The European Securities and Markets Authority is scheduled to release final guidance on ETFs imminently. How are market participants preparing? In this sponsored webinar, three leading ETF experts discuss the likely changes
Dan Draper, Managing director, head of exchange-traded funds, Credit Suisse
Tim Lubans, Director, legal and compliance, iShares, BlackRock
Margot Pages, Head of index funds and ETF development, THEAM
ETF Risk: The European Markets and Securities Authority (Esma) is working on the final guidance for the exchange-traded fund (ETF) market. How important is this for the industry? Why is the regulator looking at this particular issue now?
Tim Lubans, iShares, BlackRock: We have seen ETFs receive an incredible amount of attention over the last 12–18 months from regulators, central banks, the press and clients. The ETF label has caused a bit of confusion in the market, so we very much welcome Esma’s efforts in drilling into the product label and creating guidelines that increase transparency and disclosure. But, within that, it’s important we create a framework that leads to sensible regulation that draws out the differences between ETFs and other exchange-traded products, and results in a classification and labelling system that is meaningful, sensible and works for investors.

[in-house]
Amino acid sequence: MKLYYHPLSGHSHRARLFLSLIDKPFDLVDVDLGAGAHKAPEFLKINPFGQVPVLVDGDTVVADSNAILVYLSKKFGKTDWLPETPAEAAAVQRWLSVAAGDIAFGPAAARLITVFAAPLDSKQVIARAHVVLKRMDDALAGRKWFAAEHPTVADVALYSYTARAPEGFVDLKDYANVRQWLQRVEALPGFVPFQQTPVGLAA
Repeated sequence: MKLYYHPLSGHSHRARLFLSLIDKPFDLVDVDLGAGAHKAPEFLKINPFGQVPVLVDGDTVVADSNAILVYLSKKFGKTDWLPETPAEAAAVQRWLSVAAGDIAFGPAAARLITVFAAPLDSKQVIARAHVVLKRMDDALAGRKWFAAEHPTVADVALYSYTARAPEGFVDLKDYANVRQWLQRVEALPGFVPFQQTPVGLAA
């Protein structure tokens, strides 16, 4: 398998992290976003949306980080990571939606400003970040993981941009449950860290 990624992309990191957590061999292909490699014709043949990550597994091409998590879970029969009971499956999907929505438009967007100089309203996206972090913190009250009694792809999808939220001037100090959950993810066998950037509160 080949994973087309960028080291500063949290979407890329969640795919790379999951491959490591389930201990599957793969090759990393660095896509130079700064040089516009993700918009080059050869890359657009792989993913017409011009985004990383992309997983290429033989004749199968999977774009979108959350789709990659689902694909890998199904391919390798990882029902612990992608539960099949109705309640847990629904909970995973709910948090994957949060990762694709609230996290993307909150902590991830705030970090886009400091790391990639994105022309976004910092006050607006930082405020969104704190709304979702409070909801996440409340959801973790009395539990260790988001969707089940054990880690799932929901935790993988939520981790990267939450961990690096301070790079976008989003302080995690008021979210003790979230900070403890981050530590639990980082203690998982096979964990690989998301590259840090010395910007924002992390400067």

Dan Draper, Credit Suisse: If we look back to 2008 and the crisis that was faced, it was really the first opportunity for many of the emerging markets – China and others – to be part of the Group of 20. Part of their conclusion was forming the Financial Stability Board (FSB), which has been a major participant in initiating a lot of the global and regional responses to these issues. ETFs and high-frequency trading were two issues that it wanted to look at initially. ETFs had grown by more than 30% each year for 11 consecutive years. They were clearly very popular tools and regulators said ‘let’s focus on a couple of areas where, as regulators, we can get our arms around and really have a look at these products as they are growing and will arguably continue to grow even faster in the future’. Within that context, Esma and other regional regulators have certainly stepped in. From the beginning, the approach has been that regulators want the industry to work together to try a form of self-regulation, but that they will hopefully provide some strong guidance along the way.